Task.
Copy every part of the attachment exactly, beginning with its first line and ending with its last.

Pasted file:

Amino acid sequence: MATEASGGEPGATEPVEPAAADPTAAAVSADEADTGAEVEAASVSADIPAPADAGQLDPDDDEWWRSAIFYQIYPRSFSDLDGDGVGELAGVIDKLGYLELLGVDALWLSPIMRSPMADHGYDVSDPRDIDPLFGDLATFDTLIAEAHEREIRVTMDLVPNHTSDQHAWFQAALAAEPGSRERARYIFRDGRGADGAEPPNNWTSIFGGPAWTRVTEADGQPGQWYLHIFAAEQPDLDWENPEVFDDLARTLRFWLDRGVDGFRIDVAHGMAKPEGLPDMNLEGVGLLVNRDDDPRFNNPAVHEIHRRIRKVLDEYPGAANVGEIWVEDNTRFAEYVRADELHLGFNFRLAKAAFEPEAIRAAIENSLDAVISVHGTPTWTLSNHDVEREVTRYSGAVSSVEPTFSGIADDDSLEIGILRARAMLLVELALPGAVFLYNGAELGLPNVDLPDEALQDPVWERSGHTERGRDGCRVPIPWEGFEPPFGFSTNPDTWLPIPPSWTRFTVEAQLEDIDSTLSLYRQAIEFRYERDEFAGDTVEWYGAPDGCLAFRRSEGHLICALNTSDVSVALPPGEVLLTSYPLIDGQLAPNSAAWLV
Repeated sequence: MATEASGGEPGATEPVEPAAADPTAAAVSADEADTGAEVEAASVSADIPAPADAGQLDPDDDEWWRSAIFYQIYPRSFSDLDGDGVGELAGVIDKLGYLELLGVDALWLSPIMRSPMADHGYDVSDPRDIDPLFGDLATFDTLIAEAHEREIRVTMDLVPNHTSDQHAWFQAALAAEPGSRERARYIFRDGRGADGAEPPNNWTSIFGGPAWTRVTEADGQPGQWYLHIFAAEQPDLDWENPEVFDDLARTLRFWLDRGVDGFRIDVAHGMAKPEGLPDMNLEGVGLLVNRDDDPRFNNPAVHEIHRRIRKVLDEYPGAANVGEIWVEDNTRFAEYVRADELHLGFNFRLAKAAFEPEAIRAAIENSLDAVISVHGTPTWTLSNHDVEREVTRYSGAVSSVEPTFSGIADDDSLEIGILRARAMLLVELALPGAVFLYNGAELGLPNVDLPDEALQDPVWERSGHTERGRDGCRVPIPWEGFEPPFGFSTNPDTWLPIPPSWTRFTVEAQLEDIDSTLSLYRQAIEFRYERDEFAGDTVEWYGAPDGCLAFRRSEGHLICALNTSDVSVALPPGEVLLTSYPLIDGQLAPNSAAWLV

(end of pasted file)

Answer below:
Amino acid sequence: MATEASGGEPGATEPVEPAAADPTAAAVSADEADTGAEVEAASVSADIPAPADAGQLDPDDDEWWRSAIFYQIYPRSFSDLDGDGVGELAGVIDKLGYLELLGVDALWLSPIMRSPMADHGYDVSDPRDIDPLFGDLATFDTLIAEAHEREIRVTMDLVPNHTSDQHAWFQAALAAEPGSRERARYIFRDGRGADGAEPPNNWTSIFGGPAWTRVTEADGQPGQWYLHIFAAEQPDLDWENPEVFDDLARTLRFWLDRGVDGFRIDVAHGMAKPEGLPDMNLEGVGLLVNRDDDPRFNNPAVHEIHRRIRKVLDEYPGAANVGEIWVEDNTRFAEYVRADELHLGFNFRLAKAAFEPEAIRAAIENSLDAVISVHGTPTWTLSNHDVEREVTRYSGAVSSVEPTFSGIADDDSLEIGILRARAMLLVELALPGAVFLYNGAELGLPNVDLPDEALQDPVWERSGHTERGRDGCRVPIPWEGFEPPFGFSTNPDTWLPIPPSWTRFTVEAQLEDIDSTLSLYRQAIEFRYERDEFAGDTVEWYGAPDGCLAFRRSEGHLICALNTSDVSVALPPGEVLLTSYPLIDGQLAPNSAAWLV
Repeated sequence: MATEASGGEPGATEPVEPAAADPTAAAVSADEADTGAEVEAASVSADIPAPADAGQLDPDDDEWWRSAIFYQIYPRSFSDLDGDGVGELAGVIDKLGYLELLGVDALWLSPIMRSPMADHGYDVSDPRDIDPLFGDLATFDTLIAEAHEREIRVTMDLVPNHTSDQHAWFQAALAAEPGSRERARYIFRDGRGADGAEPPNNWTSIFGGPAWTRVTEADGQPGQWYLHIFAAEQPDLDWENPEVFDDLARTLRFWLDRGVDGFRIDVAHGMAKPEGLPDMNLEGVGLLVNRDDDPRFNNPAVHEIHRRIRKVLDEYPGAANVGEIWVEDNTRFAEYVRADELHLGFNFRLAKAAFEPEAIRAAIENSLDAVISVHGTPTWTLSNHDVEREVTRYSGAVSSVEPTFSGIADDDSLEIGILRARAMLLVELALPGAVFLYNGAELGLPNVDLPDEALQDPVWERSGHTERGRDGCRVPIPWEGFEPPFGFSTNPDTWLPIPPSWTRFTVEAQLEDIDSTLSLYRQAIEFRYERDEFAGDTVEWYGAPDGCLAFRRSEGHLICALNTSDVSVALPPGEVLLTSYPLIDGQLAPNSAAWLV